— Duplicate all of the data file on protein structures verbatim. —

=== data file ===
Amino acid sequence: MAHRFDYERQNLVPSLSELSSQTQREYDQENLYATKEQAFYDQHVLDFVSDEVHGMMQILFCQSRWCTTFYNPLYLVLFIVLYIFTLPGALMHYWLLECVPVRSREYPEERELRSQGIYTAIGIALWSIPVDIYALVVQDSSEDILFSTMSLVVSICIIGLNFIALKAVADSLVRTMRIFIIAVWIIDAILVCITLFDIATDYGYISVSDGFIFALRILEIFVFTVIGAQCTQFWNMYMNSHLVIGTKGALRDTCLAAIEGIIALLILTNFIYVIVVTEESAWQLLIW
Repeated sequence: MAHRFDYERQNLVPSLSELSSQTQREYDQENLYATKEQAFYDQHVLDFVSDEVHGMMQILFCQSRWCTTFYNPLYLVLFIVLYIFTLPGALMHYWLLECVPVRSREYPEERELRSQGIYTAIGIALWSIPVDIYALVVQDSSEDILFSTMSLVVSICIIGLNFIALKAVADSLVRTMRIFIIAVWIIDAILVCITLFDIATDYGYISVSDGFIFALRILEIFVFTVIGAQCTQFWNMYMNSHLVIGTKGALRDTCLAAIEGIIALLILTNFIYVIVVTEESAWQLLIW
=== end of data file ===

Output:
Amino acid sequence: MAHRFDYERQNLVPSLSELSSQTQREYDQENLYATKEQAFYDQHVLDFVSDEVHGMMQILFCQSRWCTTFYNPLYLVLFIVLYIFTLPGALMHYWLLECVPVRSREYPEERELRSQGIYTAIGIALWSIPVDIYALVVQDSSEDILFSTMSLVVSICIIGLNFIALKAVADSLVRTMRIFIIAVWIIDAILVCITLFDIATDYGYISVSDGFIFALRILEIFVFTVIGAQCTQFWNMYMNSHLVIGTKGALRDTCLAAIEGIIALLILTNFIYVIVVTEESAWQLLIW
Repeated sequence: MAHRFDYERQNLVPSLSELSSQTQREYDQENLYATKEQAFYDQHVLDFVSDEVHGMMQILFCQSRWCTTFYNPLYLVLFIVLYIFTLPGALMHYWLLECVPVRSREYPEERELRSQGIYTAIGIALWSIPVDIYALVVQDSSEDILFSTMSLVVSICIIGLNFIALKAVADSLVRTMRIFIIAVWIIDAILVCITLFDIATDYGYISVSDGFIFALRILEIFVFTVIGAQCTQFWNMYMNSHLVIGTKGALRDTCLAAIEGIIALLILTNFIYVIVVTEESAWQLLIW